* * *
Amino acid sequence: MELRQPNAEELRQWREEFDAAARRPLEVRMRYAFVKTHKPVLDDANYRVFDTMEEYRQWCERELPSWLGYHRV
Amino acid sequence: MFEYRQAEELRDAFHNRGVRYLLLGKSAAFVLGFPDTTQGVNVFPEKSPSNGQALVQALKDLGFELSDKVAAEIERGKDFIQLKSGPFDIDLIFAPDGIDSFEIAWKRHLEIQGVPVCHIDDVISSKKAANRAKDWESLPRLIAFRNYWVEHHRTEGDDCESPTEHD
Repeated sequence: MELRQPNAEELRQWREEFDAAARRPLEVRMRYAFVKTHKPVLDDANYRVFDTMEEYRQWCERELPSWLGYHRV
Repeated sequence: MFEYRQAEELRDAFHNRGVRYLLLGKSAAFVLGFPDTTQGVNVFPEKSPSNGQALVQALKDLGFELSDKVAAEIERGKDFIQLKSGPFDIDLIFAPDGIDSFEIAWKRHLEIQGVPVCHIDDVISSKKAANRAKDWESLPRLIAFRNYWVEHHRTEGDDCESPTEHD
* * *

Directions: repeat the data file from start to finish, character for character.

Amino acid sequence: MELRQPNAEELRQWREEFDAAARRPLEVRMRYAFVKTHKPVLDDANYRVFDTMEEYRQWCERELPSWLGYHRV
Amino acid sequence: MFEYRQAEELRDAFHNRGVRYLLLGKSAAFVLGFPDTTQGVNVFPEKSPSNGQALVQALKDLGFELSDKVAAEIERGKDFIQLKSGPFDIDLIFAPDGIDSFEIAWKRHLEIQGVPVCHIDDVISSKKAANRAKDWESLPRLIAFRNYWVEHHRTEGDDCESPTEHD
Repeated sequence: MELRQPNAEELRQWREEFDAAARRPLEVRMRYAFVKTHKPVLDDANYRVFDTMEEYRQWCERELPSWLGYHRV
Repeated sequence: MFEYRQAEELRDAFHNRGVRYLLLGKSAAFVLGFPDTTQGVNVFPEKSPSNGQALVQALKDLGFELSDKVAAEIERGKDFIQLKSGPFDIDLIFAPDGIDSFEIAWKRHLEIQGVPVCHIDDVISSKKAANRAKDWESLPRLIAFRNYWVEHHRTEGDDCESPTEHD